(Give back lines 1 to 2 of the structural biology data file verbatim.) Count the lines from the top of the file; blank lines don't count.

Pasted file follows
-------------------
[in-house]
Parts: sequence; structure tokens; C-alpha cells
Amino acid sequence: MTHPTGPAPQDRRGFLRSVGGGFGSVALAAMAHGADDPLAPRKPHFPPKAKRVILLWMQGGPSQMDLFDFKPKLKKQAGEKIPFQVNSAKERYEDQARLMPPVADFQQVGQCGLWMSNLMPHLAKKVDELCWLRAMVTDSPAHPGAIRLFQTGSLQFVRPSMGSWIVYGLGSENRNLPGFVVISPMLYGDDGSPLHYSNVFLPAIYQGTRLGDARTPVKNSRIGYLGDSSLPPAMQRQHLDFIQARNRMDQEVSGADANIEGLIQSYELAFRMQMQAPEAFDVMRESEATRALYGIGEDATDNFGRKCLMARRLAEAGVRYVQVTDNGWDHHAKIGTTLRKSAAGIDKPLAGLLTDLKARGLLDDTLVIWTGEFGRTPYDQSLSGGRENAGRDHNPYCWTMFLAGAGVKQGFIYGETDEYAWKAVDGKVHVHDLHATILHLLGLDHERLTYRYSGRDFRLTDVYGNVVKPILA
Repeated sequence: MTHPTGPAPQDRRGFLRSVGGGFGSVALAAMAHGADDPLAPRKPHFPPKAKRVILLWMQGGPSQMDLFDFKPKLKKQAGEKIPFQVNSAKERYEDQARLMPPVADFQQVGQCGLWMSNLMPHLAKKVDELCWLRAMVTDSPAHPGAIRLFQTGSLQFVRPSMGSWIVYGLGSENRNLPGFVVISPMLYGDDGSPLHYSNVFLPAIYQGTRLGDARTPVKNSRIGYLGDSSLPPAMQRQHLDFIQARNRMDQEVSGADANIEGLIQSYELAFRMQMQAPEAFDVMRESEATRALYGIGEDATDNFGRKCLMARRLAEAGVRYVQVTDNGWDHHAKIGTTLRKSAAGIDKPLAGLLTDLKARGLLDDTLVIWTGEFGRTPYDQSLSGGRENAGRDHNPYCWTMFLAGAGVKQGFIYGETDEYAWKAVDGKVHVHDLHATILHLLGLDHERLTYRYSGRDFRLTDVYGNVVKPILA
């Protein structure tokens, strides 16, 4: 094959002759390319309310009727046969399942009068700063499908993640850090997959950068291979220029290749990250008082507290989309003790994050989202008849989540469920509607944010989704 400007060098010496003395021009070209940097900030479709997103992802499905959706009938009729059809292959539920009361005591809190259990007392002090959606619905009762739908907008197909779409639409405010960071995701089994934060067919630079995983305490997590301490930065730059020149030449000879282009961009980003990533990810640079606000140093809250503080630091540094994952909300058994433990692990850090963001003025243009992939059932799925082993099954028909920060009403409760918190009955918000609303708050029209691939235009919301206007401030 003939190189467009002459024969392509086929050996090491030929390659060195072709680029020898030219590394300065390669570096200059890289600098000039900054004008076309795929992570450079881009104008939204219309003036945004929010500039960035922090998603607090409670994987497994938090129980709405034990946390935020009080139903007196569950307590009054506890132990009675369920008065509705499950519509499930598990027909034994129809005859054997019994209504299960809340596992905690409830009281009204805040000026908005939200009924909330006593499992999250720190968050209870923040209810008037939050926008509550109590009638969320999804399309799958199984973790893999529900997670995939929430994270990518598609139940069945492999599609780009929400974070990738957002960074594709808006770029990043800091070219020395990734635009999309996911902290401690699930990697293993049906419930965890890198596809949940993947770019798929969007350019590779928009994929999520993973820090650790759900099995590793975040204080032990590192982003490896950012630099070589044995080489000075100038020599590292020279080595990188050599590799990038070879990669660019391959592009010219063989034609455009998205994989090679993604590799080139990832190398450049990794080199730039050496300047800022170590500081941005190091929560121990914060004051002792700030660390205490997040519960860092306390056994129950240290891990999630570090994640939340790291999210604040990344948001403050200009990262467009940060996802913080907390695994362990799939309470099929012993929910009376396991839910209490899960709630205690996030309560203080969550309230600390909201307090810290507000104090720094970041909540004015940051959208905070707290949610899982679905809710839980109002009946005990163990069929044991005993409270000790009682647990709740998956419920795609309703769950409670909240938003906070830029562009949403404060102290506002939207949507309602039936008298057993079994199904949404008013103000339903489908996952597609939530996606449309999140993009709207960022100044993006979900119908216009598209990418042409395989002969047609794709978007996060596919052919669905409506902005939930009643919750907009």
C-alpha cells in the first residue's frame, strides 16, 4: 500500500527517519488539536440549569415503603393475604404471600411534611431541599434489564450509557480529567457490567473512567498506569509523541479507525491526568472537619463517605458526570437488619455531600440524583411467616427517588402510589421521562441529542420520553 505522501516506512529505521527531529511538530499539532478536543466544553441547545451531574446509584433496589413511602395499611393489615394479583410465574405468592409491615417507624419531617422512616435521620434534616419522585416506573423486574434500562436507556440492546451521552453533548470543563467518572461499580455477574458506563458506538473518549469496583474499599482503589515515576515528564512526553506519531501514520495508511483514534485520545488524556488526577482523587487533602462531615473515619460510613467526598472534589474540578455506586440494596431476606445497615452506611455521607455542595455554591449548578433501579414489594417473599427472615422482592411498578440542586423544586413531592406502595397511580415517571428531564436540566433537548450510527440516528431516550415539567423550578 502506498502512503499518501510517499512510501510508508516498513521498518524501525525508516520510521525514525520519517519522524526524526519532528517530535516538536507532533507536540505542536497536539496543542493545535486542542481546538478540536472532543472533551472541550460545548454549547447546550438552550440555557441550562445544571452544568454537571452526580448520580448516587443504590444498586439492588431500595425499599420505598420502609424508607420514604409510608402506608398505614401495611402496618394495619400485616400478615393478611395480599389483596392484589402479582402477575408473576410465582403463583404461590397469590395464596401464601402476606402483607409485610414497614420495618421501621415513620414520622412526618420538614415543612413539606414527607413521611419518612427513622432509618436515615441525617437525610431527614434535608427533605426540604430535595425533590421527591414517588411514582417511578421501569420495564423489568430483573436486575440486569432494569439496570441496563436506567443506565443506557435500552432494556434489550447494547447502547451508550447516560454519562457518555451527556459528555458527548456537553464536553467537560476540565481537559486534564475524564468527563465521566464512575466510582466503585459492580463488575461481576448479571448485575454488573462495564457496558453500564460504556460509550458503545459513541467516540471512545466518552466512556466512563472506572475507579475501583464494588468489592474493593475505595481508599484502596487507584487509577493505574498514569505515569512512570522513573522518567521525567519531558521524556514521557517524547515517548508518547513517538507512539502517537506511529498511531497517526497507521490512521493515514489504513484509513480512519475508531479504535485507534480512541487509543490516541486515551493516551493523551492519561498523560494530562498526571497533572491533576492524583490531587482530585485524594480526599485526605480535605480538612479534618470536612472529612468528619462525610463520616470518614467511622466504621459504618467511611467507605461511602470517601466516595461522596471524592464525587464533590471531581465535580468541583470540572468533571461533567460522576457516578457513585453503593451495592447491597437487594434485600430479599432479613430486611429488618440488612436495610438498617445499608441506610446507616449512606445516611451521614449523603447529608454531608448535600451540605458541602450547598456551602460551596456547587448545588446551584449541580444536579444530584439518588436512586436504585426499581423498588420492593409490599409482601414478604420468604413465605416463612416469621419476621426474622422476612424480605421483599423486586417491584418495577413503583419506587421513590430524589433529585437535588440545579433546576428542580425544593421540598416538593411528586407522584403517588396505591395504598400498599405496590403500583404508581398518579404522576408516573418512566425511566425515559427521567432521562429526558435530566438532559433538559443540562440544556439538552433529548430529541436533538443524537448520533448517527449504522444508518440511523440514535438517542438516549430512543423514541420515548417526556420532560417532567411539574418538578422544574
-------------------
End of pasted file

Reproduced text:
[in-house]
Parts: sequence; structure tokens; C-alpha cells